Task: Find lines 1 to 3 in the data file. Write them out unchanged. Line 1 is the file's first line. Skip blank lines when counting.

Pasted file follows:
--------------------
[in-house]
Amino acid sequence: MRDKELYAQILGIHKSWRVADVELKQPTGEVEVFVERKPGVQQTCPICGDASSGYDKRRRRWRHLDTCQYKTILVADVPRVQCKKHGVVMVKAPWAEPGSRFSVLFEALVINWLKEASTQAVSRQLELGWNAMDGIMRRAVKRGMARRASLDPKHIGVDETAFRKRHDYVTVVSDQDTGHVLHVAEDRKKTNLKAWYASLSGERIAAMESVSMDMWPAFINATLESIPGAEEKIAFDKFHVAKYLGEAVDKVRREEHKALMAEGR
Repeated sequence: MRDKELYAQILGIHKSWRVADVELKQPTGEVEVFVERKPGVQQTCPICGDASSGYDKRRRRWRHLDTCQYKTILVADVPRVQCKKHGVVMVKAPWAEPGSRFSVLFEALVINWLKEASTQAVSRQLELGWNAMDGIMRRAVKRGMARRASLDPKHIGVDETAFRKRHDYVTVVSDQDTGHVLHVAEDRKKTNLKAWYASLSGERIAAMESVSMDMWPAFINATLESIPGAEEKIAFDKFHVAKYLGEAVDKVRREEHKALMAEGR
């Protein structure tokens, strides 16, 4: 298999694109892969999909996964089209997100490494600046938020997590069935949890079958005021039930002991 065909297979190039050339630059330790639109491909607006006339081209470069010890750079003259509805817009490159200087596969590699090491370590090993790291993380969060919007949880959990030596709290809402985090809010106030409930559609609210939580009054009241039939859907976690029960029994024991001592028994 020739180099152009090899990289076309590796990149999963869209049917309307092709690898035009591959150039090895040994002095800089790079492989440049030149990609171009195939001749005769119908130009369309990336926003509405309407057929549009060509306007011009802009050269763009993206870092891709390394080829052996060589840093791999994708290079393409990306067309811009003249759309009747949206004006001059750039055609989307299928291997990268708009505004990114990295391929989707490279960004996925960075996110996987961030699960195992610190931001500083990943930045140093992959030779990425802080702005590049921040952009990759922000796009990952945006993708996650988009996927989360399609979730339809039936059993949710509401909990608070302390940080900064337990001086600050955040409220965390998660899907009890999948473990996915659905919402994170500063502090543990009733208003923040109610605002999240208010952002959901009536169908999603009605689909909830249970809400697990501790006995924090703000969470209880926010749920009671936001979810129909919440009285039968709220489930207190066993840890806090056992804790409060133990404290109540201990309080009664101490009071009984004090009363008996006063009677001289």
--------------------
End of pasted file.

[in-house]
Amino acid sequence: MRDKELYAQILGIHKSWRVADVELKQPTGEVEVFVERKPGVQQTCPICGDASSGYDKRRRRWRHLDTCQYKTILVADVPRVQCKKHGVVMVKAPWAEPGSRFSVLFEALVINWLKEASTQAVSRQLELGWNAMDGIMRRAVKRGMARRASLDPKHIGVDETAFRKRHDYVTVVSDQDTGHVLHVAEDRKKTNLKAWYASLSGERIAAMESVSMDMWPAFINATLESIPGAEEKIAFDKFHVAKYLGEAVDKVRREEHKALMAEGR
Repeated sequence: MRDKELYAQILGIHKSWRVADVELKQPTGEVEVFVERKPGVQQTCPICGDASSGYDKRRRRWRHLDTCQYKTILVADVPRVQCKKHGVVMVKAPWAEPGSRFSVLFEALVINWLKEASTQAVSRQLELGWNAMDGIMRRAVKRGMARRASLDPKHIGVDETAFRKRHDYVTVVSDQDTGHVLHVAEDRKKTNLKAWYASLSGERIAAMESVSMDMWPAFINATLESIPGAEEKIAFDKFHVAKYLGEAVDKVRREEHKALMAEGR